United States District Court, District of Columbia
JAMES E. BOASBERG, District Judge.
Plaintiff Gala Abraham, a black woman over the age of 40, is a former employee of the Food and Drug Administration, a component of the U.S. Department of Health and Human Services located in Maryland. She contends that, beginning in 2010, her supervisors improperly declined to select her for promotions and transfer and, ultimately, wrongfully terminated her employment.
Believing that such actions constitute discrimination on the basis of her race, sex, and color, as well as retaliation for engaging in protected activities, Plaintiff brought this action under Title VII of the Civil Rights Act of 1964, 42 U.S.C. § 2000e et seq., against the Secretary of HHS. Defendant now moves to dismiss or, in the alternative, for transfer of venue under Federal Rule of Civil Procedure 12(b)(3). As HHS correctly points out that the case does not belong in the District of Columbia, the Court will grant the Motion and transfer the matter to Maryland.
According to Plaintiff's Complaint, Abraham worked as a Management Specialist at the FDA beginning in 2003. See Compl., ¶¶ 4, 6. She was based at an FDA office in Rockville, Maryland, from 2003-07, and then subsequently in the agency's office in Silver Spring, Maryland, until her termination. See Mot., Att. 1 (Declaration of Michelle King), ¶ 3. Abraham alleges that her supervisors at the Maryland offices "participated in/or approved numerous actions which created workplace hostility and harm" that ultimately resulted in her termination in 2012. See Compl., ¶ 6.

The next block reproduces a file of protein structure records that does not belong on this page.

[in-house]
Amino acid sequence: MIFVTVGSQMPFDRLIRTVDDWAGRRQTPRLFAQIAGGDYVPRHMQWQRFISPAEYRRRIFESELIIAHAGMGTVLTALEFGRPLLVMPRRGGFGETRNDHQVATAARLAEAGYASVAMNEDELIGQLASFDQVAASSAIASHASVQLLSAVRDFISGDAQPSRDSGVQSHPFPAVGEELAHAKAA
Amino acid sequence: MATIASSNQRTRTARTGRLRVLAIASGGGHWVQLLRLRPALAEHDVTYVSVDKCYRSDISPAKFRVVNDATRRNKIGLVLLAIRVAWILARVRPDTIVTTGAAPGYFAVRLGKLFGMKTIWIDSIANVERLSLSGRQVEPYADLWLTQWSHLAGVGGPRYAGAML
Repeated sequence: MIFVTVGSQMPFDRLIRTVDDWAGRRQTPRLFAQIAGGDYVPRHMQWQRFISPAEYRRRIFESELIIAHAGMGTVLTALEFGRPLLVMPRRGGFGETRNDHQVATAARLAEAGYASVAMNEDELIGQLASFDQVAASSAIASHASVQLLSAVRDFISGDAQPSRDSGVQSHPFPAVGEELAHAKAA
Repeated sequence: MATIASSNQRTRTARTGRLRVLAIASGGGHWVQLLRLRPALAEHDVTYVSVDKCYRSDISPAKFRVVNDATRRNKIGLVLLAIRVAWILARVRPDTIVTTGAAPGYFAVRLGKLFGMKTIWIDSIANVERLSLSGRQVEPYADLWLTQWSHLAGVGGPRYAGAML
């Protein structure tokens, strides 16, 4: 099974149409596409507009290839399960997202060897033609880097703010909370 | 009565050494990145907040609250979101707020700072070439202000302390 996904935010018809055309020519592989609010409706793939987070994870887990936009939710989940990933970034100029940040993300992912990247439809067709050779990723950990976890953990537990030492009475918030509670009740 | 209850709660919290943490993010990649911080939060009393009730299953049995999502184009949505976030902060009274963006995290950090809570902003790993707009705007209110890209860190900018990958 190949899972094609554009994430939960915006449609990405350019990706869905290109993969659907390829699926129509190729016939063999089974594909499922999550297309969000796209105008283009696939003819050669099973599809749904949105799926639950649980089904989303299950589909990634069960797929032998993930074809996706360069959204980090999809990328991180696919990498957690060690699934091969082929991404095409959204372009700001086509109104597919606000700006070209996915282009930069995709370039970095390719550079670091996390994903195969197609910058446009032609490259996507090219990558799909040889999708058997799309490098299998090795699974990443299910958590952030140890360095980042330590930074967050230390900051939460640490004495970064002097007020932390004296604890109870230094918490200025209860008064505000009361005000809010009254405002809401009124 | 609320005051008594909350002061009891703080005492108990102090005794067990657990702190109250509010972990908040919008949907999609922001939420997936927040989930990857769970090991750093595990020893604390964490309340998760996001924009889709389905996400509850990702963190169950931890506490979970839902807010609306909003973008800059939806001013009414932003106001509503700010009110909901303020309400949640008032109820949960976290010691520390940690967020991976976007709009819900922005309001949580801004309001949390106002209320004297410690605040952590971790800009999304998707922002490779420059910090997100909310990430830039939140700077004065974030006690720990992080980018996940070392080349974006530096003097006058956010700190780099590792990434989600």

Plaintiff first encountered the alleged discrimination in 2010 when her immediate supervisor informed her that she need not apply for a vacant position at a higher step level - a promotion with an increased salary - because she would not be selected. See Compl., ¶ 18. Following this incident, Abraham contacted an EEO counselor and filed complaints asserting that she had been discriminated against on the basis of race, color, sex, and age. See id., ¶ 48. She later filed additional complaints claiming retaliation and workplace hostility. See id.
Plaintiff was thereafter rejected for step-level promotions in September 2011 and January 2012 and denied permanent transfer to the Office of Compliance, even though she had a "fully successful" performance rating during a temporary detail to that office. See id., ¶¶ 10, 17-27. The Court takes judicial notice that the Office of Compliance is located in Silver Spring, Maryland. See http://www.fda.gov/AboutFDA/CentersOffices/Officeof MedicalProductsandTobacco/CDER/ucm081992.htm. Plaintiff also alleges that her EEO activity led the Office of Internal Affairs to include her in an investigation of an office affair between a coworker and a supervisor. See id., ¶ 11. During mandatory interviews, Plaintiff was given an "Administrative Warning" regarding her alleged involvement in the affair, see id., ¶¶ 13-14, although the import of such warnings is unclear. On one occasion, she was informed that she was suspected of distributing pornographic DVDs and sexually explicit letters to co-workers, id., ¶ 15, and in February 2012, the FDA suspended her for 12 days without pay for this conduct. See id., ¶ 29. Before she served the suspension, however, Abraham received a Notice of Proposed Removal. See id., ¶ 30.